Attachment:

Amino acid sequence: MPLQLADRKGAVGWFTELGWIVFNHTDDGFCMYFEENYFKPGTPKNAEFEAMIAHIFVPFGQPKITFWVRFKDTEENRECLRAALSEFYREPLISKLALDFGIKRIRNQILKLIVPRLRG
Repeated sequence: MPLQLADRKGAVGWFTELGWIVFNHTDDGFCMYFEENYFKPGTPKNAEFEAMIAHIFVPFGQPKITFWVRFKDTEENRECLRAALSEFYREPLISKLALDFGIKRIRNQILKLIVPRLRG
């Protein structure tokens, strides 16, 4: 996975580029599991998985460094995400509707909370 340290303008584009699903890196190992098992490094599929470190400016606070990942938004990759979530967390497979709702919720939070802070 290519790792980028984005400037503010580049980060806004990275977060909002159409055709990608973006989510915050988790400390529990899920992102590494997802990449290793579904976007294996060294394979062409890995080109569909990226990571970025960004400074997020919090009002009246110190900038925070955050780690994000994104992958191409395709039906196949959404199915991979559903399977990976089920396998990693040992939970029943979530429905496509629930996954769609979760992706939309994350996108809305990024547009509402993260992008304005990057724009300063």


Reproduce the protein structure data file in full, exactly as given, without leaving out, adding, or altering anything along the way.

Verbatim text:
Amino acid sequence: MPLQLADRKGAVGWFTELGWIVFNHTDDGFCMYFEENYFKPGTPKNAEFEAMIAHIFVPFGQPKITFWVRFKDTEENRECLRAALSEFYREPLISKLALDFGIKRIRNQILKLIVPRLRG
Repeated sequence: MPLQLADRKGAVGWFTELGWIVFNHTDDGFCMYFEENYFKPGTPKNAEFEAMIAHIFVPFGQPKITFWVRFKDTEENRECLRAALSEFYREPLISKLALDFGIKRIRNQILKLIVPRLRG
């Protein structure tokens, strides 16, 4: 996975580029599991998985460094995400509707909370 340290303008584009699903890196190992098992490094599929470190400016606070990942938004990759979530967390497979709702919720939070802070 290519790792980028984005400037503010580049980060806004990275977060909002159409055709990608973006989510915050988790400390529990899920992102590494997802990449290793579904976007294996060294394979062409890995080109569909990226990571970025960004400074997020919090009002009246110190900038925070955050780690994000994104992958191409395709039906196949959404199915991979559903399977990976089920396998990693040992939970029943979530429905496509629930996954769609979760992706939309994350996108809305990024547009509402993260992008304005990057724009300063």